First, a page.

The e-word in academic leadership : an investigation into the emotional intelligence of managers in a higher education institutionAuthor H.H. HerbstSource: South African Journal of Higher Education 21, pp 85 –101 (2007)More Less
Higher education (HE) in South Africa - as elsewhere in the world - faces an unprecedented period of accelerating change and transformation. To respond effectively, higher education institutions will need academic leaders who can engage the institution and its staff in change and transformation processes. Given the increased recognition of the importance of emotional intelligence in the leadership literature, especially transformational leadership, the question arises whether managers in higher education have the emotional and social intelligence needed for their universities to survive in an increasingly competitive environment. To explore this question, the emotional intelligence profile of 140 managers in a higher education institution was studied. The results show an alarming gap between the current level of emotional intelligence and that which is required for effective leadership. The results accentuate the need for tailor-made development programmes that may help to improve the social and emotional intelligence of managers in higher education, thereby improving their effectiveness as leaders.
Author E. KochSource: South African Journal of Higher Education 21, pp 102 –111 (2007)More Less
The purpose of the article is to ask essentially two questions about the test which will serve as a uniform entrance test, across higher education (HE) institutions, for selection and placement. The questions are: what exactly is the purpose of the test and how will it be used, and why is the test only in English? I will argue that it is not at all clear that the original purpose of testing in HE, namely to open up access, is the purpose of this testing. Statements on the purpose of the test vary from benchmarking the National Senior Certificate (NSC) to placement to selection. If the testing is to be used for selection, and given the fact that the test will only be in English, will that then not mean that this test would be institutionalising exclusion from HE based on language? Could this be seen to be fair given the fact that options with regards to language-in-education continue to disadvantage most learners in the SA context? In addition to this, I will examine the effect that this test will have on the implementation of the language-in-education policy of South Africa, which supports additive bi-or multilingual education. I will argue that this and other sociolinguistic implications of the test should be examined and debated now, that this debate forms part of the validation of the test and that the debate is therefore crucial, and that these aspects cannot be addressed merely by piloting the test.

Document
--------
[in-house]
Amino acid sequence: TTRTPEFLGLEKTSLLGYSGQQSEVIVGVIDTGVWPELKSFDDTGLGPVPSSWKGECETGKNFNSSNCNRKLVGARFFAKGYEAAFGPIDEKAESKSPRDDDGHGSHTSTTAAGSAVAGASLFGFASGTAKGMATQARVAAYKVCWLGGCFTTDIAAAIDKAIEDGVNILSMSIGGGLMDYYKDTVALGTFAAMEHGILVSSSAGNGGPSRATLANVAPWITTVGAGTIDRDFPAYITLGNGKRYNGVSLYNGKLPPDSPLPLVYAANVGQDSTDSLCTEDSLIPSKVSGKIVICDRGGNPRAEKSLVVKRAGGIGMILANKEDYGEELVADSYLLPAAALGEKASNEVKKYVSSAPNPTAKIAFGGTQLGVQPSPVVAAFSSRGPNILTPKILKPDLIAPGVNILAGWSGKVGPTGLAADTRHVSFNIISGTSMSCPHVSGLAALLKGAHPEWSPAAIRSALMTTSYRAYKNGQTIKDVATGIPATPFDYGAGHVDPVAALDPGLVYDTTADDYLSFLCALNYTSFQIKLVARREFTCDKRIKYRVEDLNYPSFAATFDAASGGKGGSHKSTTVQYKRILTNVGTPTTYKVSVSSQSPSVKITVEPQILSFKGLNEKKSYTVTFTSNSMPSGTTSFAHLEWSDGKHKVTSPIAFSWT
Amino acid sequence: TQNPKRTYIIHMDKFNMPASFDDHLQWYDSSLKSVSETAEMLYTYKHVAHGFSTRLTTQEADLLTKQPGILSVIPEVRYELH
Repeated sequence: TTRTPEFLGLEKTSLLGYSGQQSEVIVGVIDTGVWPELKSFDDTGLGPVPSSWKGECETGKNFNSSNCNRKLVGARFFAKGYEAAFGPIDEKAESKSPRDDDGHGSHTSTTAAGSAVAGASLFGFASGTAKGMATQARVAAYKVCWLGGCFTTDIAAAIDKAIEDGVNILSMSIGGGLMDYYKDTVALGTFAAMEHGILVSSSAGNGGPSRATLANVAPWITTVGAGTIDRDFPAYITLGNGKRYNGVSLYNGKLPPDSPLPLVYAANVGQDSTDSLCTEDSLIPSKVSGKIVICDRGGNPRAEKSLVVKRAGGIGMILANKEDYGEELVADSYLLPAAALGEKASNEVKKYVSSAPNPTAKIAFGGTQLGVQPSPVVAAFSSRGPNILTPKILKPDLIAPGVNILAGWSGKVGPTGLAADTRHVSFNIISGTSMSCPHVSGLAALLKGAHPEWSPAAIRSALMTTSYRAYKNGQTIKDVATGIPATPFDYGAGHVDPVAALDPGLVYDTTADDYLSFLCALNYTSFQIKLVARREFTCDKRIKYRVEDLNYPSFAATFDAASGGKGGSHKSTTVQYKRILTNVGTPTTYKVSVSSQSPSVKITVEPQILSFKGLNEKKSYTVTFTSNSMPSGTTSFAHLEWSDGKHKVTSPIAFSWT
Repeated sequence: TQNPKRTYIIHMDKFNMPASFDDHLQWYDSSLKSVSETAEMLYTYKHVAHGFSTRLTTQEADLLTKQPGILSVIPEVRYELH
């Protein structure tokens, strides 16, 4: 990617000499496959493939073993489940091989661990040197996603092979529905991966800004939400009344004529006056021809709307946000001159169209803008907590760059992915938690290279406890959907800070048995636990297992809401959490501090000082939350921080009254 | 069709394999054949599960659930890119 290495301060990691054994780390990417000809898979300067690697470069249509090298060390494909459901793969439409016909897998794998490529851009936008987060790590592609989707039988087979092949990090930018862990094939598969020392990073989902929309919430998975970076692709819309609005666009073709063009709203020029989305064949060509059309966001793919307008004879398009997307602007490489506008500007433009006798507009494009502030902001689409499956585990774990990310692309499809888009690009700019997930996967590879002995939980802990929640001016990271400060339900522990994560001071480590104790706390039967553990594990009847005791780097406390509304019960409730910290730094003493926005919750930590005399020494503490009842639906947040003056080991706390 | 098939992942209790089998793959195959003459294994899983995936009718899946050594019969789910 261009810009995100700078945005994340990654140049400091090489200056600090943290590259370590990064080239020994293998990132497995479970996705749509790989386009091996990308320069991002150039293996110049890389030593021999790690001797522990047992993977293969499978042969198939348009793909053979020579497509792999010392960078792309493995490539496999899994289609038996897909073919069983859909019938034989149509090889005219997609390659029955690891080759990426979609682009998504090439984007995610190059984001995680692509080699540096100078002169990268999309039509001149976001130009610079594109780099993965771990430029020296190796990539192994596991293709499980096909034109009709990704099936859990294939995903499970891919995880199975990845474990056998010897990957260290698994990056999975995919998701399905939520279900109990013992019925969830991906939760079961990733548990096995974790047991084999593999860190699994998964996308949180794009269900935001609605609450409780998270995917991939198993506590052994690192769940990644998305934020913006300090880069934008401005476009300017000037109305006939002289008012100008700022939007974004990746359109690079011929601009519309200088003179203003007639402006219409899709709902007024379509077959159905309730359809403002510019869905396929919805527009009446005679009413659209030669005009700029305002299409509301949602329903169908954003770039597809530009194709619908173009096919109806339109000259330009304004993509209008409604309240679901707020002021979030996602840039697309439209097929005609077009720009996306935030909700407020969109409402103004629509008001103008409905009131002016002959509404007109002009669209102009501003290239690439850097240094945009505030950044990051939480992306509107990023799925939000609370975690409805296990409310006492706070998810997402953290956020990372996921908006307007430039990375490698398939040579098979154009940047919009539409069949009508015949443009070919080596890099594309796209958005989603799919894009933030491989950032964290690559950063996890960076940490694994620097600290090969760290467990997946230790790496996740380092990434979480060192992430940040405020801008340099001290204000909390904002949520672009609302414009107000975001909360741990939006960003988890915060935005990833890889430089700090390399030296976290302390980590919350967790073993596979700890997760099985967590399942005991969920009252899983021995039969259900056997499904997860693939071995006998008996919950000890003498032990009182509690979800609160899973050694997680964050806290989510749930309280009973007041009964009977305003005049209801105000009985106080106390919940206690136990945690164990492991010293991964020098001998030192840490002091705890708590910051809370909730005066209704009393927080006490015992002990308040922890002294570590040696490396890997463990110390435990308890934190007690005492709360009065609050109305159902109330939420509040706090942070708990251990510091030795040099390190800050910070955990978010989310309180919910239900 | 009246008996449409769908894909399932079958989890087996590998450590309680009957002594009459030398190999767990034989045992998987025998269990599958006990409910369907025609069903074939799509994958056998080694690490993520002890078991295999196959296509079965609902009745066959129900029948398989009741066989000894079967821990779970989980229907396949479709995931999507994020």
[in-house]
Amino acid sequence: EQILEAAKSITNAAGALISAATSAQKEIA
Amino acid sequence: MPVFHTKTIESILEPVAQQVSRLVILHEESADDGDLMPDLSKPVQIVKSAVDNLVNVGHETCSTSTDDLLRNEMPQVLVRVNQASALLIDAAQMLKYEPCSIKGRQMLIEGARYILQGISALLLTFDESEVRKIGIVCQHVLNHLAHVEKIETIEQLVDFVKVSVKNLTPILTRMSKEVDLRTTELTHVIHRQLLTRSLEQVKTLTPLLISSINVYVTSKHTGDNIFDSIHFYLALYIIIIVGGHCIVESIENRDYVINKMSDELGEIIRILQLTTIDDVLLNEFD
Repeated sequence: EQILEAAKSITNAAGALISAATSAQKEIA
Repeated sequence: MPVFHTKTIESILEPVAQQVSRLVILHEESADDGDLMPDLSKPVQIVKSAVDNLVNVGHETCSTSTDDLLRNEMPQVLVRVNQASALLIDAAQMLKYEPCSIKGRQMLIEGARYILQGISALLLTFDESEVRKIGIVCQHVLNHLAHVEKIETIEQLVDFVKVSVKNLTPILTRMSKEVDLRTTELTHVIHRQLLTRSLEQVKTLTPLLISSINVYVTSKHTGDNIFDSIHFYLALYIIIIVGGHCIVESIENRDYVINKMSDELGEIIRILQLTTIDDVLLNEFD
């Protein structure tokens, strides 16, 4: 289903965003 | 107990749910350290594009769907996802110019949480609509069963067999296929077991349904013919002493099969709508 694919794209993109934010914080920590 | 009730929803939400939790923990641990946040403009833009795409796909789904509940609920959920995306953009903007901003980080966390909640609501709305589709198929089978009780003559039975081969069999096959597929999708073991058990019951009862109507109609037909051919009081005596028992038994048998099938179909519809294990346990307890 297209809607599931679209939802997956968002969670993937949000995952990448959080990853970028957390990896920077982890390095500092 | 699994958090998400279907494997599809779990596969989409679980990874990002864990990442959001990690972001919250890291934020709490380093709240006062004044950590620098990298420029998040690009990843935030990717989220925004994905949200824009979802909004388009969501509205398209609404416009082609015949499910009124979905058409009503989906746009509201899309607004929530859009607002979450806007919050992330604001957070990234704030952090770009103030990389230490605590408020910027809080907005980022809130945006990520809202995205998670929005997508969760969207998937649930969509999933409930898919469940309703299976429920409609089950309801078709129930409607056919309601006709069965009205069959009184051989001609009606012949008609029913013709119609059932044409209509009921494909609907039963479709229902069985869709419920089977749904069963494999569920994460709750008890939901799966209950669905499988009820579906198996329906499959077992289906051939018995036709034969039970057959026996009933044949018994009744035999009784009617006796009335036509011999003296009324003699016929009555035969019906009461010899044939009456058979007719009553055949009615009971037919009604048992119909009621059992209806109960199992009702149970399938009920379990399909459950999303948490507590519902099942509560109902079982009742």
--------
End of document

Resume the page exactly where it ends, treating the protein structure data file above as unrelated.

Source: South African Journal of Higher Education 21, pp 112 –128 (2007)More Less
The use of a teaching and learning strategy has been cited both internationally and in South Africa as a valuable lever to effect transformation with regard to teaching and learning. Stellenbosch University has had a teaching and learning strategy since 2002. This article reports on an evaluative study conducted on the basis of the implementation of this strategy. The study was designed to provide an insight into the success factors that influence the implementation of a teaching and learning strategy, and to consider whether this is an appropriate vehicle to encourage change at the institution. Data sources included interviews with key role players and reports and minutes of relevant meetings. Key factors affecting the strategy are shown to include: comprehensiveness of the strategy, extent and nature of devolution to faculty and departmental level; resourcing; perceptions of purpose of a strategy; coherence with institutional policies and with the South African policy environment; 'ecological fit'; leadership and support of key role players.
Author J.H. MartinsSource: South African Journal of Higher Education 21, pp 129 –146 (2007)More Less
Distance tertiary education institutions struggle with the problem of student failures and low throughput rates even more than residential tertiary education institutions. The objective of the study was to conduct a survey amongst failed students to determine, in their opinion, what their reasons are for failing examinations for the module(s) or subject(s) for which they were interviewed. Data were subjected to several forms of analysis to test the stability of the data and to determine whether there are significant differences between the contribution of the factors to the failure of students. Factors such as previous academic performance and language proficiency of the sampled students were not taken into account. The results show that there is a significant correlation between enrolling for too many modules or subjects and work-related reasons for failure. This correlation is reinforced where personal reasons are of such a nature that they may also influence studies negatively.
Source: South African Journal of Higher Education 21, pp 147 –162 (2007)More Less
The objectives of this study were firstly to investigate the construct validity, construct equivalence and reliability of adapted versions of the Maslach Burnout Inventory- Student Survey (MBI-SS) and the Utrecht Work Engagement Scale-Student (UWESS), secondly to determine the relationship between burnout and engagement, and thirdly to determine whether differences in burnout and engagement exist for different demographical groups. A cross-sectional survey design was used with an availability sample of Afrikaans- and Setswana-speaking students at a tertiary institution (n = 353). The MBI-SS and UWES-S as well as a biographical questionnaire were administered. Structural equation modelling confirmed a two- factor structure (as opposed to a one-factor structure) for each instrument. The two-factor structure for burnout and engagement was also largely equivalent for the two language groups. All four scales were found to be reliable. The burnout and engagement scales were moderately negatively related to each other, with stronger relationships between exhaustion and vigour and between cynicism and dedication. Demographic variables that appear to be predictive of differences in student burnout include home language, while engagement was related to home language and academic year of study.